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Hum 101 chapter 4
Terms in this set (20)
poetry that has rhythm but not rhyme
a literary work that continues to be read for years, even centuries, after its initial appearance because it remains relevant.
as a literary term, an elaborate description of something in terms of something else; example given was Donne's sonnet "Batter My Heart," in which mystical exaltation is expressed in sexually charged language.
two lines of poetry that rhyme consecutively; used by Shakespeare to conclude a sonnet.
a genre of literature; a long narrative poem recounting the actions of a hero who exemplifies strength, courage, and cunning, but not necessarily moral virtue.
a sudden insight into life or human nature that often serves as the climax in a work of fiction, particularly a short story. The author James Joyce adapted this term from its original religious context.
broadly in the humanities, any distinct category within a discipline, such as in literature the epic, the sonnet, the novel, or the short story; generally imposes certain requirements and limitations on the writer: e.g. a sonnet must have fourteen lines; a haiku must have seventeen syllables.
traditional Japanese poetic genre in which the poet presents one image, usually derived from an observation of nature, which may also contain an underlying thought; usually limited to three lines: 5 syllables/ 7 syllables/ 5 syllables.
classical rhythmic scheme widely used in English verse; consists of fine repetitions in a poetic line of an unstressed followed by a stressed syllable, as in the line "When in disgrace with fortune and men's eyes."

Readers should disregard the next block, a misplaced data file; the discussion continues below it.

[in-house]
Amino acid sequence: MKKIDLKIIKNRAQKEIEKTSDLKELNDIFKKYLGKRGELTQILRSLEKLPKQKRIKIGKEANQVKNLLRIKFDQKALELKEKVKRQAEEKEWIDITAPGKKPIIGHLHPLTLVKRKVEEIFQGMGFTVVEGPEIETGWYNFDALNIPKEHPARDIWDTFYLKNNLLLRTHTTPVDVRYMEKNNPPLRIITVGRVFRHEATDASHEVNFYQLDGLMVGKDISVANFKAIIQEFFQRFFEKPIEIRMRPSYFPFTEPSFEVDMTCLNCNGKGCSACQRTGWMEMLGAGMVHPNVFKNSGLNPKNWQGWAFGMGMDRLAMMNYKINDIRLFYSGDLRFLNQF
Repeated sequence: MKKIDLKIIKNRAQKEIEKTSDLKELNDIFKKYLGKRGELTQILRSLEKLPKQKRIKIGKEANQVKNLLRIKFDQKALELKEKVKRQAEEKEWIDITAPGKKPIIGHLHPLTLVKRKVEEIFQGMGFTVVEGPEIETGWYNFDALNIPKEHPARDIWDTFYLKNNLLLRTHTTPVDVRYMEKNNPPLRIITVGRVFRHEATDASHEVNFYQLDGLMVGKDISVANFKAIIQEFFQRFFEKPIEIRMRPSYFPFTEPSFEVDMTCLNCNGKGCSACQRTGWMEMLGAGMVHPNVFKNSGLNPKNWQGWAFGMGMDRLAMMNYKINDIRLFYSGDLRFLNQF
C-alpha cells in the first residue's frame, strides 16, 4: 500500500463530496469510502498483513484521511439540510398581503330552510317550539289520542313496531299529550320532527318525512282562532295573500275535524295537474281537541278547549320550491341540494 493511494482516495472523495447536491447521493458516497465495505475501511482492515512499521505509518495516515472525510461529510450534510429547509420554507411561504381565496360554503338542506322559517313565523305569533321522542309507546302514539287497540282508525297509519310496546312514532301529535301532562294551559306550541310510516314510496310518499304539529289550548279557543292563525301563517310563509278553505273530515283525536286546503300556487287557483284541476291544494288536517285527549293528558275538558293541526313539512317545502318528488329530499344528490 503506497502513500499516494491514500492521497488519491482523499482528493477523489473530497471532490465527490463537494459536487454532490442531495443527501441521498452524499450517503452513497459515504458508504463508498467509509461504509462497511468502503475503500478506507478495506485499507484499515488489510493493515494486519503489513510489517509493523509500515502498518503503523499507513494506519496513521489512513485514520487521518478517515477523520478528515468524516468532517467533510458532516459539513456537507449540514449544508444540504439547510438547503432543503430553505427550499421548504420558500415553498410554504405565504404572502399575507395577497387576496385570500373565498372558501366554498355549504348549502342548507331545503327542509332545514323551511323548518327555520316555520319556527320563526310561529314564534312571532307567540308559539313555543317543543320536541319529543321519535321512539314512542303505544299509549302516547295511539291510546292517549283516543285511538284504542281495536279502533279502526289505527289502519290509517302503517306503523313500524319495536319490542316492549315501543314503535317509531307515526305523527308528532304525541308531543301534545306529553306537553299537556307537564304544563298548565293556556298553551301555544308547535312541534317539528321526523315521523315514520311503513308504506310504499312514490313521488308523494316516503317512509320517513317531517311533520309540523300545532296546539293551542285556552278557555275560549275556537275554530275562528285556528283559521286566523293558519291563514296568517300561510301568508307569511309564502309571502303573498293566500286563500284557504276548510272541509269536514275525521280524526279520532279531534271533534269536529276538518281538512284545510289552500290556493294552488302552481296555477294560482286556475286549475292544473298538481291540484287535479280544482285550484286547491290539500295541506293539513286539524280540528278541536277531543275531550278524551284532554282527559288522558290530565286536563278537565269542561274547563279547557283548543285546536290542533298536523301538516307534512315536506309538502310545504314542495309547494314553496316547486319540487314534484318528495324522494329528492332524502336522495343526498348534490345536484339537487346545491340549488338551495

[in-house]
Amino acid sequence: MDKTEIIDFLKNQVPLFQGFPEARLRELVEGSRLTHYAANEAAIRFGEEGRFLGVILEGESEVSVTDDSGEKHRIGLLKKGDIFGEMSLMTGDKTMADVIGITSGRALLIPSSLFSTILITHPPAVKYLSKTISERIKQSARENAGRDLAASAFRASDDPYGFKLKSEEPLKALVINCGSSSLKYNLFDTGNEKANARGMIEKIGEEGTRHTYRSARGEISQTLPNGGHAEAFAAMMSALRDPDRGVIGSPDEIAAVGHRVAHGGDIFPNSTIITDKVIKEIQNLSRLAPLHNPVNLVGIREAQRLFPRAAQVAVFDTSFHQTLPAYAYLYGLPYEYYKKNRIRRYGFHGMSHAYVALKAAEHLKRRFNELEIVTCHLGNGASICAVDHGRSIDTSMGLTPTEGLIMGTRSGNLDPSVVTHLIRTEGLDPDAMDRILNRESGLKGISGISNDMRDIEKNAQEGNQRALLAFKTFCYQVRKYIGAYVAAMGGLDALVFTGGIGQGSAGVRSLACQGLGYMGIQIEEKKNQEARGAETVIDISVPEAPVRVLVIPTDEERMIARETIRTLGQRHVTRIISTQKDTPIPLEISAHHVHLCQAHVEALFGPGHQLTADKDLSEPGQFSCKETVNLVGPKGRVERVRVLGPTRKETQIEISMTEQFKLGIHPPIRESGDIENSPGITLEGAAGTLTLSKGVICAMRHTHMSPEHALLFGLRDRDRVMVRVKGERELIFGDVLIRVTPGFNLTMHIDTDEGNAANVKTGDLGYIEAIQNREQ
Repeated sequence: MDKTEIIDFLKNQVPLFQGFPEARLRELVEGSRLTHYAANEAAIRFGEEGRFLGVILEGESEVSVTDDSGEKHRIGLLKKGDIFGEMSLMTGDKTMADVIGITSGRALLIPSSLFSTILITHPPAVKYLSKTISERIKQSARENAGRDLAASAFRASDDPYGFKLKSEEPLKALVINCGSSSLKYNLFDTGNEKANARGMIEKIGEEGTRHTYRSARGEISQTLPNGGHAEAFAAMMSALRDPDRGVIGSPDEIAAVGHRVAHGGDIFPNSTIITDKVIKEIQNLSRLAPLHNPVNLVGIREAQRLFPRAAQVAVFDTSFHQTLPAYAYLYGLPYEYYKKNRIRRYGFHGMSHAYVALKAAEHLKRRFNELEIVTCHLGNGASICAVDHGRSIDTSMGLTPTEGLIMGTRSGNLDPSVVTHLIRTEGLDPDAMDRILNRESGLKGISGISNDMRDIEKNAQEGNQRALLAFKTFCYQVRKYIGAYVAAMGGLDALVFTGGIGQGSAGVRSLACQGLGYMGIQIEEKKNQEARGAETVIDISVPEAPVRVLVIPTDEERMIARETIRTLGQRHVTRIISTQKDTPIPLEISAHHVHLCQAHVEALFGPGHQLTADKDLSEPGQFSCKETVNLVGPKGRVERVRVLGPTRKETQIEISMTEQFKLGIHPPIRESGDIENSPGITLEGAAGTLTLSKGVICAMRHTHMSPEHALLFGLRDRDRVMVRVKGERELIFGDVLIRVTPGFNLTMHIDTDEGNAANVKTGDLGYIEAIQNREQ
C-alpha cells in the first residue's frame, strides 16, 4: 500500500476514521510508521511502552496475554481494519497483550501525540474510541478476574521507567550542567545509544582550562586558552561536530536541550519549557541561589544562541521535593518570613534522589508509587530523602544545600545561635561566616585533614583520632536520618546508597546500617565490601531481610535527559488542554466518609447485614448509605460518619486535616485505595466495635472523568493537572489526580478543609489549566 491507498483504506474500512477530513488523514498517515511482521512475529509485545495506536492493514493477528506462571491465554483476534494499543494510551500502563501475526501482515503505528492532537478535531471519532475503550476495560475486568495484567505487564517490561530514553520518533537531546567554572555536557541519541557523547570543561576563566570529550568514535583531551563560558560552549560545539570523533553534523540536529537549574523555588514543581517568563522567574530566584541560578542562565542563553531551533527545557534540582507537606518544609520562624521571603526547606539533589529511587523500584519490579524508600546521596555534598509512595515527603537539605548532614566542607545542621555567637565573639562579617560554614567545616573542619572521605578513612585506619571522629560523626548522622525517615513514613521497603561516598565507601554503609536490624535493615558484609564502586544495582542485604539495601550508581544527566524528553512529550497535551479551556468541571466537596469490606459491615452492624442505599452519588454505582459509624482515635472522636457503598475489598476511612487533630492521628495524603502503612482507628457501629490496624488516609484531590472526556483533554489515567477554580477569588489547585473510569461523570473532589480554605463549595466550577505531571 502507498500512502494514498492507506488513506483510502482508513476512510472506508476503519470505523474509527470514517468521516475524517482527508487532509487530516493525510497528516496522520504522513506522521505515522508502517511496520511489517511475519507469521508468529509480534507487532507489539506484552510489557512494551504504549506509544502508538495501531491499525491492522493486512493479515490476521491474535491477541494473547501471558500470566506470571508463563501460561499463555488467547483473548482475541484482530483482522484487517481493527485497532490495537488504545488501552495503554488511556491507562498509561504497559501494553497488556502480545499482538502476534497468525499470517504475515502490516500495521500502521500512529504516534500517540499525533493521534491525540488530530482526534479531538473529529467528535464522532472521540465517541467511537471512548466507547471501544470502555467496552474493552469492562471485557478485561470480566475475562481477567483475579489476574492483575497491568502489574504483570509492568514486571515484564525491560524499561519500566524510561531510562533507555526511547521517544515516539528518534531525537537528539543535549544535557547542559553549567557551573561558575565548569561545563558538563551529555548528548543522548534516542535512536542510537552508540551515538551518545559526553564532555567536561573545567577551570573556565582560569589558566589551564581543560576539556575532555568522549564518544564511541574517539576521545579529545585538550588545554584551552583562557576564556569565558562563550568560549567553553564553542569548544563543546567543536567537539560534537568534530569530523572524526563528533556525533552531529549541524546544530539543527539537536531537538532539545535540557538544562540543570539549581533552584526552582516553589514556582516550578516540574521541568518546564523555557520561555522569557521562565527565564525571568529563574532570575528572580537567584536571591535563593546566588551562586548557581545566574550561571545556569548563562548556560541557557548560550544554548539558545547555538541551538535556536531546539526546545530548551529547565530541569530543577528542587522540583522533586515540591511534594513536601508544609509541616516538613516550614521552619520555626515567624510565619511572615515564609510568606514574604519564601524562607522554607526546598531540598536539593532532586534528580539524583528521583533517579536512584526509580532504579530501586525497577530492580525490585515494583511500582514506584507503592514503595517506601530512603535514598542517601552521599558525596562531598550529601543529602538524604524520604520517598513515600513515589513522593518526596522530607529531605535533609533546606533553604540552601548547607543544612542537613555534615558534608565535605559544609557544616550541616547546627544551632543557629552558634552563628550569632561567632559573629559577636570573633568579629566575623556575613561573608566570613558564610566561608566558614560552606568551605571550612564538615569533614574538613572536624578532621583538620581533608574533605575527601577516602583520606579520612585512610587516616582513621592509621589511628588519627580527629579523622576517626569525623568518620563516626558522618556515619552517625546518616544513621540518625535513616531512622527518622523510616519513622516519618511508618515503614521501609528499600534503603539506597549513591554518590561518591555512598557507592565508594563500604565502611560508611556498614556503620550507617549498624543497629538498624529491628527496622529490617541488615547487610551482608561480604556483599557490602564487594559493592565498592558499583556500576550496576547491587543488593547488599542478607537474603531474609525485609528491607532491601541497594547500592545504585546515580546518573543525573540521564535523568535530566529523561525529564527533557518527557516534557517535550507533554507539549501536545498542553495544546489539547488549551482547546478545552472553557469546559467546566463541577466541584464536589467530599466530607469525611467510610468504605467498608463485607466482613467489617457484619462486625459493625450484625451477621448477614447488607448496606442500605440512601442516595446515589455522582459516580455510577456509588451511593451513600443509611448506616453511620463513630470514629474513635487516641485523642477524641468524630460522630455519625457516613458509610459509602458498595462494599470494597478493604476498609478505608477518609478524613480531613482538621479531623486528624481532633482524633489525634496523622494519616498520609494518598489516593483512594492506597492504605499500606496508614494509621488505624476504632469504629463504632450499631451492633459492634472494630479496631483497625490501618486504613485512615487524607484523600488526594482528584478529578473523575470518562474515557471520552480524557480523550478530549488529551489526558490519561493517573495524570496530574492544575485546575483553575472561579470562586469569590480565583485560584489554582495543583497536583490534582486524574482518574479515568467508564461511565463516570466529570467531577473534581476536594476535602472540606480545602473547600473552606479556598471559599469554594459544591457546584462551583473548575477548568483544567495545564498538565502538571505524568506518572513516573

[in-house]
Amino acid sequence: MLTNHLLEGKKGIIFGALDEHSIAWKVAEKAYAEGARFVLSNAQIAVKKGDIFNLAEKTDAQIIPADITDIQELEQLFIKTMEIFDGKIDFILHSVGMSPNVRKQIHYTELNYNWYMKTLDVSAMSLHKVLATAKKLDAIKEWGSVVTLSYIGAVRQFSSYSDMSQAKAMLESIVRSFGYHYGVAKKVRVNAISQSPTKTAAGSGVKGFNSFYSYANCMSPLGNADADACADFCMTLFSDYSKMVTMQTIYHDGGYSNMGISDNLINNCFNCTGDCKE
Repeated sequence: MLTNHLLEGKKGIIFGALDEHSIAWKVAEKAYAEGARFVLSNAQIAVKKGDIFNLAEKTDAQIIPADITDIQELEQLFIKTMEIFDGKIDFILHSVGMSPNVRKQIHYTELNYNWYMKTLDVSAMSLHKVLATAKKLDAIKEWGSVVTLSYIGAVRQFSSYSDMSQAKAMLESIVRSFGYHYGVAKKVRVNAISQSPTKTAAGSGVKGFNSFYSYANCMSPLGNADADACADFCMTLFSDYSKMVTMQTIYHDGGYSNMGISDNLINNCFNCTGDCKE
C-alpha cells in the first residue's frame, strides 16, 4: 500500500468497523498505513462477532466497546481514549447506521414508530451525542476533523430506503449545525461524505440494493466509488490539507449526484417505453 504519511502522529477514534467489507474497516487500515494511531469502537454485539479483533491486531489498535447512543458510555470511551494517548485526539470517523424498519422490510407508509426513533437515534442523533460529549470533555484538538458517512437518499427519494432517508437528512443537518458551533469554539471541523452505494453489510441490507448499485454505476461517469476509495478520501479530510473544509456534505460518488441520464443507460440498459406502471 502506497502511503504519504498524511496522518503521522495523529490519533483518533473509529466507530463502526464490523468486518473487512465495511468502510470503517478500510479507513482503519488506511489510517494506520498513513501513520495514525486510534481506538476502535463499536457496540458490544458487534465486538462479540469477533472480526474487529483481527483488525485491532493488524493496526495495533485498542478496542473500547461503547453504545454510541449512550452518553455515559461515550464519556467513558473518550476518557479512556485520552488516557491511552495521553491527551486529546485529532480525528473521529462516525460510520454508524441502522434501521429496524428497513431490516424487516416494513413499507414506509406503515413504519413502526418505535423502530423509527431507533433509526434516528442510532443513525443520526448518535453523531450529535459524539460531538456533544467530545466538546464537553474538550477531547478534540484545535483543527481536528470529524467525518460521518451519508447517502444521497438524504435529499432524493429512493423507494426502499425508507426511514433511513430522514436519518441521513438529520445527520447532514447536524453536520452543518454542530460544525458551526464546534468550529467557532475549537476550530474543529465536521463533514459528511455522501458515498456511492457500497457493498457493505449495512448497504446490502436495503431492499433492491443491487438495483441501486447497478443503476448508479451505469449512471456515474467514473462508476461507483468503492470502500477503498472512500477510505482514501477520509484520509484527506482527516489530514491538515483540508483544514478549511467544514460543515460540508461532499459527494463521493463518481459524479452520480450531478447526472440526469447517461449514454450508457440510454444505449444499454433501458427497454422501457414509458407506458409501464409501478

phrase coined by F. Scott Fitzgerald to denote the decade of the 1920's; connotes a free style of life among affluent youth preoccupied with partying, heavy drinking, fast cars, and sexual promiscuity.
literally "of a lyre," which was an ancient musical instrument, hence words sung to music.
rhythmic, often rhymed, music-like poem; usually deals with the poet's feelings, especially of love.
here, a literary work acknowledged to tower above others of its time because of its style, execution, memorable characters, or profound meaning; not necessarily recognized in its time.
widely used literary device; offers writers a way to describe something highly abstract in terms of something else that is more concrete.
term frequently employed by literary critics and historians to categorize work that breaks with traditions and conventions of the past.
a work of fiction that is shorter than a novel but longer than a short story
here, a literary genre popular in the Middle Ages revolving around the exploits of a brave and handsome knight and his love for a beautiful lady, often married to someone else.
reading a poem, aloud or silently, exaggerating its rhythm so as to determine whether it has a definite rhythmic pattern, such as iambic pentameter..
genre of poetry invented by Renaissance Italian poets and brought to perfection by Shakespeare; a rigid and challenging form requiring the poet to express a thought in fourteen lines, controlled by a strict rhythm and rhyme scheme.
a way of communicating meaning that goes beyond the "surface meaning" of a story or novel; of expressing a thought that cannot be directly stated because of its complexity.
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